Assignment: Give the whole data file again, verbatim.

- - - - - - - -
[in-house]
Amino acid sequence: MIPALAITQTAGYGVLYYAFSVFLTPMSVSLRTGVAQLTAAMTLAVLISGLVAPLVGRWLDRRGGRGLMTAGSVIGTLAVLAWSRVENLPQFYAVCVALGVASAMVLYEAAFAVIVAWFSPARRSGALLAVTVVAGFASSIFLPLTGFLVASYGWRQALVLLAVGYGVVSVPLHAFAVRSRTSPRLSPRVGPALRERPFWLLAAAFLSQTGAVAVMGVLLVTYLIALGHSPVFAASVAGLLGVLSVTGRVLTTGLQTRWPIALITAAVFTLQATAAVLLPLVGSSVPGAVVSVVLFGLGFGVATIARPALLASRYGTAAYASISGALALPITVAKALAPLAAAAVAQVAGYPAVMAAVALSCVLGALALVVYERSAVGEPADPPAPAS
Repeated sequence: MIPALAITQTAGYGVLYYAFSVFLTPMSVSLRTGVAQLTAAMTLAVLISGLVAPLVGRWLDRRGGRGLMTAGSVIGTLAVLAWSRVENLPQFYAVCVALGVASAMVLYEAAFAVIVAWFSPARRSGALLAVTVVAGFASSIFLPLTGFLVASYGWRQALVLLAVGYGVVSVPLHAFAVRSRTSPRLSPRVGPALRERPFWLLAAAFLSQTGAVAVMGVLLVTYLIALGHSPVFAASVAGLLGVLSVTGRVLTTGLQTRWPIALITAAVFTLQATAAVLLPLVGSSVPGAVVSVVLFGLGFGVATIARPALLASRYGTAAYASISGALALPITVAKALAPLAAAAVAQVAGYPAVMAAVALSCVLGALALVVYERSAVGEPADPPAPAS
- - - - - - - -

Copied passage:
[in-house]
Amino acid sequence: MIPALAITQTAGYGVLYYAFSVFLTPMSVSLRTGVAQLTAAMTLAVLISGLVAPLVGRWLDRRGGRGLMTAGSVIGTLAVLAWSRVENLPQFYAVCVALGVASAMVLYEAAFAVIVAWFSPARRSGALLAVTVVAGFASSIFLPLTGFLVASYGWRQALVLLAVGYGVVSVPLHAFAVRSRTSPRLSPRVGPALRERPFWLLAAAFLSQTGAVAVMGVLLVTYLIALGHSPVFAASVAGLLGVLSVTGRVLTTGLQTRWPIALITAAVFTLQATAAVLLPLVGSSVPGAVVSVVLFGLGFGVATIARPALLASRYGTAAYASISGALALPITVAKALAPLAAAAVAQVAGYPAVMAAVALSCVLGALALVVYERSAVGEPADPPAPAS
Repeated sequence: MIPALAITQTAGYGVLYYAFSVFLTPMSVSLRTGVAQLTAAMTLAVLISGLVAPLVGRWLDRRGGRGLMTAGSVIGTLAVLAWSRVENLPQFYAVCVALGVASAMVLYEAAFAVIVAWFSPARRSGALLAVTVVAGFASSIFLPLTGFLVASYGWRQALVLLAVGYGVVSVPLHAFAVRSRTSPRLSPRVGPALRERPFWLLAAAFLSQTGAVAVMGVLLVTYLIALGHSPVFAASVAGLLGVLSVTGRVLTTGLQTRWPIALITAAVFTLQATAAVLLPLVGSSVPGAVVSVVLFGLGFGVATIARPALLASRYGTAAYASISGALALPITVAKALAPLAAAAVAQVAGYPAVMAAVALSCVLGALALVVYERSAVGEPADPPAPAS